June 15, 1993
The next trip to prison for Cleveland Mafia
figure Anthony D. Liberatore Sr. will likely be his last.
A U.S. District Court jury took just three
hours yesterday to find Liberatore, 72, guilty of racketeering
and money laundering charges.
He faces a maximum sentence of 40 years.
It was the second time in 11 years that Liberatore has been convicted
He was taken into custody by U.S. marshals
after the verdict. He is expected to be sentenced in about two
months. U.S. District Judge Sam H. Bell revoked Liberatore's bond
after the verdicts.
The latest charges claimed Liberatore was
involved in a criminal enterprise that made illegal loans to contractors
and laundered drug money. Most of the illegal acts occurred while
Liberatore was in prison.
He was convicted in 1982 on racketeering
charges in connection with the bombing death of rackets figure
Daniel J. Greene. Liberatore was released from prison in March
Assistant U.S. Attorneys James R. Wooley
and Ann C. Rowland, who prosecuted the case, said it was important
that corruption in the Laborers union got a "public airing."
Liberatore is a former business manager of Laborers International
Union of North America Local 860 in Cleveland and continued to
control its affairs even from prison. The union hall at 4220 Prospect
Ave. is named after Liberatore.
He once served with the Cleveland Sewer Board
during the administration of Mayor Ralph J. Perk.
"It was an incredibly complex investigation,
and the FBI, especially Agent Jerry Personen, deserves a tremendous
amount of credit," Wooley said.
In closing arguments yesterday, prosecutors
said Anthony Liberatore used his status as a member of the Cleveland
organized crime family and his influence in the Laborers International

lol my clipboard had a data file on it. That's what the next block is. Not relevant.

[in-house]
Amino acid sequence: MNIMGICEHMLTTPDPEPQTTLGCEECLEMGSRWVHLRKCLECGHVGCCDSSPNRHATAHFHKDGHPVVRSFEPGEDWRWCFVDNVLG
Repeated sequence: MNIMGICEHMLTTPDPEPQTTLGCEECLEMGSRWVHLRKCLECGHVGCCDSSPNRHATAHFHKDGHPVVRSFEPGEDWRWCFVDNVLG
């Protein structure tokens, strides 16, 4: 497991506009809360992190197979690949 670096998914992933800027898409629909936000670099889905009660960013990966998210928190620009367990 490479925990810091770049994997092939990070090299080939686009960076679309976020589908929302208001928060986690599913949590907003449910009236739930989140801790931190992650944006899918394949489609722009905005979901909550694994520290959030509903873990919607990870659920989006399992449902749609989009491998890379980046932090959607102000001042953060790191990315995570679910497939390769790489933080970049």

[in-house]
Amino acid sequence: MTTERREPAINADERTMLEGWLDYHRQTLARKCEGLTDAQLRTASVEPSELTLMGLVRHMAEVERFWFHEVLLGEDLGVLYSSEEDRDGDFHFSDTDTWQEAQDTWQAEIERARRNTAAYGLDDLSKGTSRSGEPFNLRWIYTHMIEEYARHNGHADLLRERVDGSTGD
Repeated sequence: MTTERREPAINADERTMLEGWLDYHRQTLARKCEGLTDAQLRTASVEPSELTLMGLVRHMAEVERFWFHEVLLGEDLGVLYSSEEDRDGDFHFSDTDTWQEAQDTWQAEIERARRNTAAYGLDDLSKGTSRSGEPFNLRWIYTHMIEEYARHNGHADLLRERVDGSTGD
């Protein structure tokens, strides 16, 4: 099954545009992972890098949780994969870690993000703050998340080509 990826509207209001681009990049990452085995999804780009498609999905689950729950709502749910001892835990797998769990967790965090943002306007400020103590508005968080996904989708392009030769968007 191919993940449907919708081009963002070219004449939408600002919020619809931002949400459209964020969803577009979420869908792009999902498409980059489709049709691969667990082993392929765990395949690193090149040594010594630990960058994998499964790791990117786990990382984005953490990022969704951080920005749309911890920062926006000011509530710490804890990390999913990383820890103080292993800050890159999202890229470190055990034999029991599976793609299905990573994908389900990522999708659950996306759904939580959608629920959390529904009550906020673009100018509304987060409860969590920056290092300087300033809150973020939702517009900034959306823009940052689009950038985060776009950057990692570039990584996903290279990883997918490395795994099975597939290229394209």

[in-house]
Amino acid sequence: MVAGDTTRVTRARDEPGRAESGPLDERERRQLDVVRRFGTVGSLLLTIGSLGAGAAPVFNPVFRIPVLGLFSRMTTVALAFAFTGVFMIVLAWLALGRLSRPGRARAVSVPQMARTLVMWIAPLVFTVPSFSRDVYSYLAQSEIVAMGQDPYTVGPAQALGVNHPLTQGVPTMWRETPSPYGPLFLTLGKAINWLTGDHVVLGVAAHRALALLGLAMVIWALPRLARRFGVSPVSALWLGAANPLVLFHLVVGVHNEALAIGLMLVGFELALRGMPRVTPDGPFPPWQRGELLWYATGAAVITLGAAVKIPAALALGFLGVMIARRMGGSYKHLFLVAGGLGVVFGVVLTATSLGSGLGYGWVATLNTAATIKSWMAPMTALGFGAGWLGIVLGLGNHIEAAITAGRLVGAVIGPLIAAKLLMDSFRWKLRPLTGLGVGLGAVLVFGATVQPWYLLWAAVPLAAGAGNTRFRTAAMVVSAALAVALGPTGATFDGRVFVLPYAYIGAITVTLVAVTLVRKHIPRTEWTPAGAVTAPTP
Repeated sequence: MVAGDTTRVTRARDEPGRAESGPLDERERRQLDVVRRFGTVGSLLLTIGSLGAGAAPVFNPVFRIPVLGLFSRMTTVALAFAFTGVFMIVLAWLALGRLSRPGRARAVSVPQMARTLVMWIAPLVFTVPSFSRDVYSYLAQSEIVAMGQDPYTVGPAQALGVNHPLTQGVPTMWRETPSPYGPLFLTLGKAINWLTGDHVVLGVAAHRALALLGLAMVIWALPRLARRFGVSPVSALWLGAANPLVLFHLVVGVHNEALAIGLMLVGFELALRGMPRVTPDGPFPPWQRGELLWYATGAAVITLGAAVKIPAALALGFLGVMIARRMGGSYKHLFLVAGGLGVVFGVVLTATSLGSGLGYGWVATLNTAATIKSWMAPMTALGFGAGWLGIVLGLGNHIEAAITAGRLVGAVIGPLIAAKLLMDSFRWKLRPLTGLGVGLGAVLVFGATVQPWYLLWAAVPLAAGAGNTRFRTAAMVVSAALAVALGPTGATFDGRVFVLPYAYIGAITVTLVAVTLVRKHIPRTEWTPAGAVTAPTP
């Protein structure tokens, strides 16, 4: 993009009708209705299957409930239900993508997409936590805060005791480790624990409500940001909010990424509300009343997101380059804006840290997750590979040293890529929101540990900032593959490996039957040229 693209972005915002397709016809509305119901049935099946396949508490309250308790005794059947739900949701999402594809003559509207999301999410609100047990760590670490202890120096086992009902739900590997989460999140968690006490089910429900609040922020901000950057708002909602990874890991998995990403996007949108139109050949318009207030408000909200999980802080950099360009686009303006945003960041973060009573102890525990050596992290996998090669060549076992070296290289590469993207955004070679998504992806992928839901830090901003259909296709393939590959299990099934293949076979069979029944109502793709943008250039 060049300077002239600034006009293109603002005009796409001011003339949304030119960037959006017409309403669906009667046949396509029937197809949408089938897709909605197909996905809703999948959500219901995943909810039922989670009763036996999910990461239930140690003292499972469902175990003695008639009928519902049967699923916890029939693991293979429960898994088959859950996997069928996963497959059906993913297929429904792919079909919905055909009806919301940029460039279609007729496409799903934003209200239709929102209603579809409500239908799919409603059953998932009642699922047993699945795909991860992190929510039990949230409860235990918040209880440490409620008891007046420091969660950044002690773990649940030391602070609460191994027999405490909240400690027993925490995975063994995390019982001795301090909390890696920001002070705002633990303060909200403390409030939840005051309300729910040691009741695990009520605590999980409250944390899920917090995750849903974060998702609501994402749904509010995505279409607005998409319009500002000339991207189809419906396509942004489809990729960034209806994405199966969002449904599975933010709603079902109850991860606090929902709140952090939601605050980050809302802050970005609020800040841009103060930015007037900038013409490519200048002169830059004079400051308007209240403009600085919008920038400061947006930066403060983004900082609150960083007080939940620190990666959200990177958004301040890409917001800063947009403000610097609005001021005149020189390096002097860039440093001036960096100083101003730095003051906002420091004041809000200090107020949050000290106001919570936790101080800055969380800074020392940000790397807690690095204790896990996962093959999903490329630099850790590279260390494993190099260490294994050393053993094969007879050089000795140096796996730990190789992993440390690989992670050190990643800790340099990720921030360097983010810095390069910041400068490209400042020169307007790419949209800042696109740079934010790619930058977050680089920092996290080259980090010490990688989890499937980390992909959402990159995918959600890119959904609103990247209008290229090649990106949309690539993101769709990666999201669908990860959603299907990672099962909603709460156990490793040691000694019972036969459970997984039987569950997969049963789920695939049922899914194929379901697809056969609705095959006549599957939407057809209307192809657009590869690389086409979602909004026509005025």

Union of North America to commit various crimes.
They said he continued to control the union
from prison, allowing contractors to not comply with union pay
rates and work rules so that they could make more money and pay
off loans they had obtained from Liberatore's brother, Chester
Chester Liberatore, former business manager
of Laborers Local 310 in Cleveland, had initially also been charged
with racketeering, but that charge was dismissed in March when
he pleaded guilty to two counts of having illegal financial relationships
Liberatore also was charged with helping
an Akron-area cocaine ring launder its profits through a Wickliffe
Albert Giuliani argued that Liberatore did
not know the money being invested in the building business was
drug money and that he did not continue to control the union after
he went to prison in 1982 on racketeering charges. He pointed
out that the builder, Robert J. Biondolillo, testified that he
did not initially suspect the money came from drug profits.
Giuliani attacked one of the government's
major witnesses, Gustav Kloszewski, who testified that Liberatore
concocted the money-laundering scheme while working in a prison
laundry. Wooley acknowledged that Kloszewski, who admitted dealing
hundreds of kilograms of cocaine in recent years, has a notorious
"You can hate Gus Kloszewski, and you
can call him a lot of names," Wooley said. "But when
you call him those names, you've also got to call him Tony's friend."